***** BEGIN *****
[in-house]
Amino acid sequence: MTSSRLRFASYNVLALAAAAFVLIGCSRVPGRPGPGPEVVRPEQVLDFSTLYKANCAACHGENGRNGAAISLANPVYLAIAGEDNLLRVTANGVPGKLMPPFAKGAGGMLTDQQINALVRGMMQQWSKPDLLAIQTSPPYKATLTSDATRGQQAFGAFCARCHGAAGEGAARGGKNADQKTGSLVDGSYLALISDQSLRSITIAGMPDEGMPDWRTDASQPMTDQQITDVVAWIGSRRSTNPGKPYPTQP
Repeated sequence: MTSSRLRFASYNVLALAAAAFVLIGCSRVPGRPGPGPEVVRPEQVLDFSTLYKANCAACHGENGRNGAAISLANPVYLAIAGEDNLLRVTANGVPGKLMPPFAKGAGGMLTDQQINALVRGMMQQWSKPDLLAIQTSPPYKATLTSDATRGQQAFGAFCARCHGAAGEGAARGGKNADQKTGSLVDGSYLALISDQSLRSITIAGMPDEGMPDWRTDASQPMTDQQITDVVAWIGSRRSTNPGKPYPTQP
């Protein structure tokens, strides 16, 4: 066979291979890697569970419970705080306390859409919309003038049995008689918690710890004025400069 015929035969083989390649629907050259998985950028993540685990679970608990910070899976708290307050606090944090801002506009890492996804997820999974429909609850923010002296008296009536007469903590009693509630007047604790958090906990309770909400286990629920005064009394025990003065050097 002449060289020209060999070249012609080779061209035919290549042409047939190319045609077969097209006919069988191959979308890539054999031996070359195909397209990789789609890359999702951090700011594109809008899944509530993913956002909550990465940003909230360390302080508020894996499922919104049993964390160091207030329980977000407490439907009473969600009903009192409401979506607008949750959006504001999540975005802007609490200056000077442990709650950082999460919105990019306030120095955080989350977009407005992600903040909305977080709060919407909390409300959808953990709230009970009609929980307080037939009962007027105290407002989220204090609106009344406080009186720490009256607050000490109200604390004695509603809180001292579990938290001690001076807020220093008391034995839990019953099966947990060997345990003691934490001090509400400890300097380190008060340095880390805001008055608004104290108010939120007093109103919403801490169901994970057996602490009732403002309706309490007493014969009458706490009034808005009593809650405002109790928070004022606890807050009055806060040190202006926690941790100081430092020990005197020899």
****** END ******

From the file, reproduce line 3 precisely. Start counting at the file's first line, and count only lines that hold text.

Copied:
Repeated sequence: MTSSRLRFASYNVLALAAAAFVLIGCSRVPGRPGPGPEVVRPEQVLDFSTLYKANCAACHGENGRNGAAISLANPVYLAIAGEDNLLRVTANGVPGKLMPPFAKGAGGMLTDQQINALVRGMMQQWSKPDLLAIQTSPPYKATLTSDATRGQQAFGAFCARCHGAAGEGAARGGKNADQKTGSLVDGSYLALISDQSLRSITIAGMPDEGMPDWRTDASQPMTDQQITDVVAWIGSRRSTNPGKPYPTQP